Letters From A Railway Official.
is first to sit in, play and learn. Gamblers would become extinct if all men lived up to this advice. Most railway officials regard organization as an exception to this precept because, as I said before, nearly every man flatters himself that he is a born organizer. Before you raise the stakes too high in trying to beat another man’s game of organization, better first sit in and play it his way.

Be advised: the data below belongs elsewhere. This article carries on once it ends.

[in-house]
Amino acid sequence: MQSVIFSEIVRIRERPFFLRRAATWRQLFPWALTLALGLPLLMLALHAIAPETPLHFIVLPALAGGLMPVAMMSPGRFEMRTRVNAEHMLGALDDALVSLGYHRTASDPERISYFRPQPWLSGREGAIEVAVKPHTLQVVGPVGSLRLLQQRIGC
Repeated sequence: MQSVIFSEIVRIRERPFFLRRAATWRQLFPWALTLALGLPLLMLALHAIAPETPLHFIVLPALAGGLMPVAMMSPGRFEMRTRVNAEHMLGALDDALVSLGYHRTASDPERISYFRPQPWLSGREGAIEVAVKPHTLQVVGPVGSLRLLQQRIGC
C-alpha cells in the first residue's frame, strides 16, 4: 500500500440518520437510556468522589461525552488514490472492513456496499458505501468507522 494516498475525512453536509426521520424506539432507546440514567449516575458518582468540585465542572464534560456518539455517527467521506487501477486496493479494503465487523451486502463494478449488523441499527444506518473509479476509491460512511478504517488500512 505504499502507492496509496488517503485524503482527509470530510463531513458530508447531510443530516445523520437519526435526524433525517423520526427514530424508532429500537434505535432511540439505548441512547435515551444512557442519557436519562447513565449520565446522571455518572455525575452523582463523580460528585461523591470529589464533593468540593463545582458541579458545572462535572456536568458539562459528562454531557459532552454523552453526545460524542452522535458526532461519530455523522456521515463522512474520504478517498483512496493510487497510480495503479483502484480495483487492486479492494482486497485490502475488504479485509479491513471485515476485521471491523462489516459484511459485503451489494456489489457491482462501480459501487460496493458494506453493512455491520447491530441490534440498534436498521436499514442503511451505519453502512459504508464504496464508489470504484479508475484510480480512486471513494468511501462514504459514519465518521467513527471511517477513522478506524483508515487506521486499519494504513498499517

Do not be afraid to trust outlying offices, like those of your superintendents, to run their own files. Have them inspected as often as may be necessary to insure uniformity and efficiency. Do not forbid their adding numbers as emergencies arise. Assemble these new subjects periodically, say once in six months, for standardization, and amplify the working numbers if necessary. You must allow for differences in the human equation. Some men are strict constructionists, and some are broader. Some men classify under a few subjects, while others subdivide to a greater degree. You know the old story of the man who was indexing and feared that something might be overlooked. So under the caption, “God,” he put the cross reference, “See Almighty God.” Without a retrospective study of actual per-